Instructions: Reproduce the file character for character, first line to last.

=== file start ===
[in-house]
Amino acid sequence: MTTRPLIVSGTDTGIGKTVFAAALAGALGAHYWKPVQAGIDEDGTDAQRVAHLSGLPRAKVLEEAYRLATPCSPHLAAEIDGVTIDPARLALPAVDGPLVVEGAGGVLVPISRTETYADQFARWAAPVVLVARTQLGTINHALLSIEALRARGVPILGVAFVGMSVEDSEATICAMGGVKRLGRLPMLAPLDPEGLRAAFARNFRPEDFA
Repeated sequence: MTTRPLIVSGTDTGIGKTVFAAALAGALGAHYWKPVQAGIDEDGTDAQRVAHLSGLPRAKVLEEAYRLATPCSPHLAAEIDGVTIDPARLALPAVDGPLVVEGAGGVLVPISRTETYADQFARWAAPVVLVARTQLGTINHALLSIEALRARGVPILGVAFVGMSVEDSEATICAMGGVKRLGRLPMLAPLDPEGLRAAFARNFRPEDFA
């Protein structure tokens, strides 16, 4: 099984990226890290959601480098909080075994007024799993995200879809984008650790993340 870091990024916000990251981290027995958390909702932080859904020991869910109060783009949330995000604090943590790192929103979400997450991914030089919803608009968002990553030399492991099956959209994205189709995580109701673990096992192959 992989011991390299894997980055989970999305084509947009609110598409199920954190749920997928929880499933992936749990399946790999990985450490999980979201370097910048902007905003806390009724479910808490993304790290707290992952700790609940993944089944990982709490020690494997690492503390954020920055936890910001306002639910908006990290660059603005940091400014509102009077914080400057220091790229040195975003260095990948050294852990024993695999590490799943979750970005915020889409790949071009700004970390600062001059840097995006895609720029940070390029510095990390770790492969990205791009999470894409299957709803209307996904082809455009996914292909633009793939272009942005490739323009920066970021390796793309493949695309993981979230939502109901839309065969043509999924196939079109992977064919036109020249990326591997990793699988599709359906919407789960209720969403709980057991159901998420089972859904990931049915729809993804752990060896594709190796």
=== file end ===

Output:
[in-house]
Amino acid sequence: MTTRPLIVSGTDTGIGKTVFAAALAGALGAHYWKPVQAGIDEDGTDAQRVAHLSGLPRAKVLEEAYRLATPCSPHLAAEIDGVTIDPARLALPAVDGPLVVEGAGGVLVPISRTETYADQFARWAAPVVLVARTQLGTINHALLSIEALRARGVPILGVAFVGMSVEDSEATICAMGGVKRLGRLPMLAPLDPEGLRAAFARNFRPEDFA
Repeated sequence: MTTRPLIVSGTDTGIGKTVFAAALAGALGAHYWKPVQAGIDEDGTDAQRVAHLSGLPRAKVLEEAYRLATPCSPHLAAEIDGVTIDPARLALPAVDGPLVVEGAGGVLVPISRTETYADQFARWAAPVVLVARTQLGTINHALLSIEALRARGVPILGVAFVGMSVEDSEATICAMGGVKRLGRLPMLAPLDPEGLRAAFARNFRPEDFA
């Protein structure tokens, strides 16, 4: 099984990226890290959601480098909080075994007024799993995200879809984008650790993340 870091990024916000990251981290027995958390909702932080859904020991869910109060783009949330995000604090943590790192929103979400997450991914030089919803608009968002990553030399492991099956959209994205189709995580109701673990096992192959 992989011991390299894997980055989970999305084509947009609110598409199920954190749920997928929880499933992936749990399946790999990985450490999980979201370097910048902007905003806390009724479910808490993304790290707290992952700790609940993944089944990982709490020690494997690492503390954020920055936890910001306002639910908006990290660059603005940091400014509102009077914080400057220091790229040195975003260095990948050294852990024993695999590490799943979750970005915020889409790949071009700004970390600062001059840097995006895609720029940070390029510095990390770790492969990205791009999470894409299957709803209307996904082809455009996914292909633009793939272009942005490739323009920066970021390796793309493949695309993981979230939502109901839309065969043509999924196939079109992977064919036109020249990326591997990793699988599709359906919407789960209720969403709980057991159901998420089972859904990931049915729809993804752990060896594709190796």